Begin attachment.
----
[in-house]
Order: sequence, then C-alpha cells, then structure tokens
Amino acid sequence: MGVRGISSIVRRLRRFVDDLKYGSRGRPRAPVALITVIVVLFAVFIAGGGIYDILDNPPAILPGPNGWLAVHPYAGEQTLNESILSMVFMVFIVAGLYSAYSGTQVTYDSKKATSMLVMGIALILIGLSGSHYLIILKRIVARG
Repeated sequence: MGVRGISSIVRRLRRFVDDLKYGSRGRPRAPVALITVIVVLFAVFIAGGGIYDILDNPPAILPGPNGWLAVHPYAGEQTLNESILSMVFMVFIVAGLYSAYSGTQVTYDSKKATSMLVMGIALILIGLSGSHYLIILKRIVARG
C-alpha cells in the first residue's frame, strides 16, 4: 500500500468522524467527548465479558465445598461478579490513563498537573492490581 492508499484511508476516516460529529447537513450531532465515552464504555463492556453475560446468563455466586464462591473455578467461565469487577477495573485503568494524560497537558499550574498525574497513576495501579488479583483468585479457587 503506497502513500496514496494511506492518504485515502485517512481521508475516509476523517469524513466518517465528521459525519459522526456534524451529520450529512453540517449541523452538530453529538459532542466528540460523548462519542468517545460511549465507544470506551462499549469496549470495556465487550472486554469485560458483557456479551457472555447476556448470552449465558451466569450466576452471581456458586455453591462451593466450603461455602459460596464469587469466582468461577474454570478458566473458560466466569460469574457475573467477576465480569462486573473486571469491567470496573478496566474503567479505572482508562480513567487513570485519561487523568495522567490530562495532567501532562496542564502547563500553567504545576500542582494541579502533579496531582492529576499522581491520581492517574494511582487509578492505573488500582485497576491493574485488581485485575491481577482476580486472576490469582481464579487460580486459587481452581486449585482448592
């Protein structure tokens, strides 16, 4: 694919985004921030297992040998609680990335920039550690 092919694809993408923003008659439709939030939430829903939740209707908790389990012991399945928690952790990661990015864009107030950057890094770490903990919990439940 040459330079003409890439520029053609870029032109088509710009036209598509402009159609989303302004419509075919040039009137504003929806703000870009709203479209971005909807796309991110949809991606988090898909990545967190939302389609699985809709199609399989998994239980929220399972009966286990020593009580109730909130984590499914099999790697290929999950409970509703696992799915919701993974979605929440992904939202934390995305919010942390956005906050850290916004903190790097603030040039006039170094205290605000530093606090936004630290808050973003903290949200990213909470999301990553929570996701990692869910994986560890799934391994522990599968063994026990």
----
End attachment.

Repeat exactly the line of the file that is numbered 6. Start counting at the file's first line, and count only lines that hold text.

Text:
């Protein structure tokens, strides 16, 4: 694919985004921030297992040998609680990335920039550690 092919694809993408923003008659439709939030939430829903939740209707908790389990012991399945928690952790990661990015864009107030950057890094770490903990919990439940 040459330079003409890439520029053609870029032109088509710009036209598509402009159609989303302004419509075919040039009137504003929806703000870009709203479209971005909807796309991110949809991606988090898909990545967190939302389609699985809709199609399989998994239980929220399972009966286990020593009580109730909130984590499914099999790697290929999950409970509703696992799915919701993974979605929440992904939202934390995305919010942390956005906050850290916004903190790097603030040039006039170094205290605000530093606090936004630290808050973003903290949200990213909470999301990553929570996701990692869910994986560890799934391994522990599968063994026990």